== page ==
Saturday, December 30, 2006

Code to Zero by Ken Follett

This was moderately interesting, just good enough to keep me listening while I walked home from work, or tidied the kitchen. Since that’s my minimum standard for an audiobook, I guess I’d say this worked out okay. The idea is simple: it is 1958 and someone is trying to prevent the launch of the first US satellite. The protagonist, who has learned of the plot, has had his memory erased by evil rogue CIA agents who might turn out to be KGB agents, and he has to get his memory back and catch the bad guys before they scuttle the rocket launch.

My big complaint is that everyone is just too blasé about this memory loss thing, and the amnesiac finds his way back to his own life with a speed and efficiency that challenges belief. He discovers his forgotten career by browsing the library shelves. When he finds that he can understand a book on rocketry, he realizes that he’s a rocket scientist. Oh come on.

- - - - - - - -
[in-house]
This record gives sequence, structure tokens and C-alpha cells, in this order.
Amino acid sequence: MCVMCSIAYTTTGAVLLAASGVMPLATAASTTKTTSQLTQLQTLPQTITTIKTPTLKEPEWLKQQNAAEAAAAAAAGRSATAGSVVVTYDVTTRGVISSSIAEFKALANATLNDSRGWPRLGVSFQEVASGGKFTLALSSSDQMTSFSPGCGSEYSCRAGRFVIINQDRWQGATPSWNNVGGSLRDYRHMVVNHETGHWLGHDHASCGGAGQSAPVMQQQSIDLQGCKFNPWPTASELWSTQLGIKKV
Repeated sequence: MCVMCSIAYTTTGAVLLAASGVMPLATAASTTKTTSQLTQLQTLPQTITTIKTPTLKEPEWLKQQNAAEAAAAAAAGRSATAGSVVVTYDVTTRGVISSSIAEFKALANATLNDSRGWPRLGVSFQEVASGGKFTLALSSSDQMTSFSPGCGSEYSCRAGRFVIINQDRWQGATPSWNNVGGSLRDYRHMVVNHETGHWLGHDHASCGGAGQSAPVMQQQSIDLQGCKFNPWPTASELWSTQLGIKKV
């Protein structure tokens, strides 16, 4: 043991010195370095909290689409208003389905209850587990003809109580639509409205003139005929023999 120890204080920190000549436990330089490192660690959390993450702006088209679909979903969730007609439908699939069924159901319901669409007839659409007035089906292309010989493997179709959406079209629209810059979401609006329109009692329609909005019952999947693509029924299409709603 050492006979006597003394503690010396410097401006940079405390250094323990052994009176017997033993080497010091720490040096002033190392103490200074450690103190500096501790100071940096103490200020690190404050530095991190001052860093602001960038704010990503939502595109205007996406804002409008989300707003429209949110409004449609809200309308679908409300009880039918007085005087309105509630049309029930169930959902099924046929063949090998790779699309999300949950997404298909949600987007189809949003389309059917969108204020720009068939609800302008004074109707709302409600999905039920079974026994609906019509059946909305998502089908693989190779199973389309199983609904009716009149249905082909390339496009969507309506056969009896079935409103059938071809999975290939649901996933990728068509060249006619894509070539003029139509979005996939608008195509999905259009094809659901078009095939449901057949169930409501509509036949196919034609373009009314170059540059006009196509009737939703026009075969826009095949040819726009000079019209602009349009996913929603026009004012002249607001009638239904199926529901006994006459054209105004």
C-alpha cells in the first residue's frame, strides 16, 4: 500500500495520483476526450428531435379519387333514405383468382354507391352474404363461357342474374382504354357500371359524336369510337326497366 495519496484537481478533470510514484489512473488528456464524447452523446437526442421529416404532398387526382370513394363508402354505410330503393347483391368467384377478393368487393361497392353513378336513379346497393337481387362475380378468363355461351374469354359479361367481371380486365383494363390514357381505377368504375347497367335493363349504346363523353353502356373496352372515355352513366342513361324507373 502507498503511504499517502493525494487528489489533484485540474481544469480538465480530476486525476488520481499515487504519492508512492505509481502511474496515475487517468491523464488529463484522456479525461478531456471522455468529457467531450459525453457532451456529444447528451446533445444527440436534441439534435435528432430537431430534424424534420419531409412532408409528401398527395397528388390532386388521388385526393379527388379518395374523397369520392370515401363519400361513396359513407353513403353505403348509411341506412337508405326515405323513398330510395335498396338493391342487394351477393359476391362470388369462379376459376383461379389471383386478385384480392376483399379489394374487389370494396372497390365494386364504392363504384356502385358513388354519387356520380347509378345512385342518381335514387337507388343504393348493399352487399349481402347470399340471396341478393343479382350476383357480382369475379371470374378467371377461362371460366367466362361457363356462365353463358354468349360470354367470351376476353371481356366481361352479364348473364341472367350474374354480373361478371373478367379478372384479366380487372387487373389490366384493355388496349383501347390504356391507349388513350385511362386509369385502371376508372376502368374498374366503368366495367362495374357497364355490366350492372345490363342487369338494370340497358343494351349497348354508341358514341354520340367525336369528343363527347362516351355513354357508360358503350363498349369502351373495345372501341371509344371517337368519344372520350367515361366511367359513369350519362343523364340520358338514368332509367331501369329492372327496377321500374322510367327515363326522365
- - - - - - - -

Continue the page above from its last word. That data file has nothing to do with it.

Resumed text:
Nevertheless, if you can get over this hurdle there’s some good suspense and interesting information about the early days of the space program. I like Ken Follett because unlike some of the other powerhouse thriller authors, his books are not so laden with testosterone. He has always included strong women characters in his books, and this one is no exception. In this one he also does so while avoiding anachronisms; his women operate within the limitations of their 1950’s society yet still manage to get the job done. But this book wasn’t anywhere near as good as Eye of the Needle (which also features a great woman character). Maybe I should just read that again.

Here's a link to a review.
(Book 53, 2006)


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